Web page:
Deb Amos, an award-winning correspondent for NPR News, met Rick Davis in Beirut in 1982 and they became a husband-wife team covering the Middle East for decades. Rick, a Middle East correspondent for NBC News, passed away in 2019 and Deb has chosen to endow this award in both their names in support of high-quality Middle East coverage. Deb is a vice president of the Overseas Press Club and the Ferris Professor of Journalism in Residence at Princeton University. She previously reported for ABC's Nightline and PBS's Frontline.

Endowed by Edith Lederer and friends
Edith Lederer, who is the Associated Press’ chief correspondent at the United Nations, has worked for the AP for more than five decades on every continent except Antarctica covering wars, famines, nuclear programs, political upheavals and major global issues including the break-up of the Soviet Union. She was AP’s first full-time female correspondent to cover the Vietnam War in 1972-73 and AP’s first female bureau chief overseas based in Lima, Peru in 1975. She has also been based in Israel, Mexico, Puerto Rico, Hong Kong, East Africa, the United Kingdom and Saudi Arabia. She is the winner of five lifetime achievement awards including the OPC’s Fay Gillis Wells Award in 2014.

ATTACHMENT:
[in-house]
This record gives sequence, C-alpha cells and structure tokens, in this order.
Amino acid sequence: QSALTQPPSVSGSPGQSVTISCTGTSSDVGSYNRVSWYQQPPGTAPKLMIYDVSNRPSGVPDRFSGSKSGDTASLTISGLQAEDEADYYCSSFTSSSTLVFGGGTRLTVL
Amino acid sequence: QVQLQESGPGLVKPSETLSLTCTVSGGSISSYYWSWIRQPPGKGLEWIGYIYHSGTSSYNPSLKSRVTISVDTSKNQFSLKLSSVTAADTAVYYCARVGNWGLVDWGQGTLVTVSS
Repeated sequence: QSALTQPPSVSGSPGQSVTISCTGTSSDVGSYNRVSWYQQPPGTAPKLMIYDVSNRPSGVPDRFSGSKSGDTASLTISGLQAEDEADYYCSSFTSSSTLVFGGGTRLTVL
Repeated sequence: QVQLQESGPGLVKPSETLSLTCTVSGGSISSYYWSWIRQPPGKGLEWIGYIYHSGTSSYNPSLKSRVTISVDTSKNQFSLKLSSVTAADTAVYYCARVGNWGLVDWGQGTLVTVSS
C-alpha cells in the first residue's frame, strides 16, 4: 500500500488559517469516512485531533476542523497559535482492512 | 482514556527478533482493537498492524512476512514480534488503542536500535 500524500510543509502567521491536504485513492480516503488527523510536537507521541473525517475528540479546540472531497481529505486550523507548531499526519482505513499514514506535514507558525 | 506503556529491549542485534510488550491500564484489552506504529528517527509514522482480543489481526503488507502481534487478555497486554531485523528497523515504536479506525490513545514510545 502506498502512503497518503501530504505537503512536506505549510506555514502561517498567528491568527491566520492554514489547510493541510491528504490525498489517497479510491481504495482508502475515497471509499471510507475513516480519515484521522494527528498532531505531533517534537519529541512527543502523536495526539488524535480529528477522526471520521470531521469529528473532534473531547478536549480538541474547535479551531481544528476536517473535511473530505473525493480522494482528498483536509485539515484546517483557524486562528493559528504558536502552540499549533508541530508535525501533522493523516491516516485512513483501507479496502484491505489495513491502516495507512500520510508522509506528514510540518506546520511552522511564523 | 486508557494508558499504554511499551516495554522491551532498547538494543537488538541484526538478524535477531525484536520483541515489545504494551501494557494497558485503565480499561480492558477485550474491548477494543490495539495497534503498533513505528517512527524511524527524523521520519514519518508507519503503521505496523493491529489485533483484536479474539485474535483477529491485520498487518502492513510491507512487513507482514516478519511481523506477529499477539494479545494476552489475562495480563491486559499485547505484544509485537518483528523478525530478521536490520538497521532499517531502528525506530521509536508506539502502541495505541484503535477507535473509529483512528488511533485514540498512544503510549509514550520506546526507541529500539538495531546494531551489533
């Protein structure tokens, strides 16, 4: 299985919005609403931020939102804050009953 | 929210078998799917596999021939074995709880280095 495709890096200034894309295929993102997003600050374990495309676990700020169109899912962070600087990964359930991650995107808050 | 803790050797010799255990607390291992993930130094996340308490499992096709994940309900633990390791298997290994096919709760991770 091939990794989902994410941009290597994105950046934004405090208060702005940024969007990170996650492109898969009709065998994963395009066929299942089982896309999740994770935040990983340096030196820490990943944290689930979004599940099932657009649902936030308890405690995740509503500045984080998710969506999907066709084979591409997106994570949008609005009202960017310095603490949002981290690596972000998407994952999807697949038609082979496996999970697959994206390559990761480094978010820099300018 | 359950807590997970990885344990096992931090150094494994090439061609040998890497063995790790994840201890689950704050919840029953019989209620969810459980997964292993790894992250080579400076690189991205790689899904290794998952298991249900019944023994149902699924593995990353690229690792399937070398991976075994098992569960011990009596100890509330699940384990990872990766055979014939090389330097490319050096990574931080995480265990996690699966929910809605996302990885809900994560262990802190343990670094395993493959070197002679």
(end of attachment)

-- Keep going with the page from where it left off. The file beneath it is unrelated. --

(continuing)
Sponsored by donations from the Topping and Cone families and friends
This Scholarship recognizes the Toppings’ global legacy as pioneering journalists around the world. They worked together as team on many different, often dangerous assignments in China, Southeast Asia and Europe, including Russia. Top was a foreign correspondent and rose to become Managing Editor of The New York Times, Administrator of the Pulitzer Prizes, President of the International Advisory Board of Tsinghua University’s School of Journalism, and other titles. Audrey is a photojournalist with cover photographs and stories in National Geographic, The New York Times, Newsweek, Life and other major publications. In addition to the news stories that Top and Audrey broke, they authored eleven books and raised five daughters, born in four countries.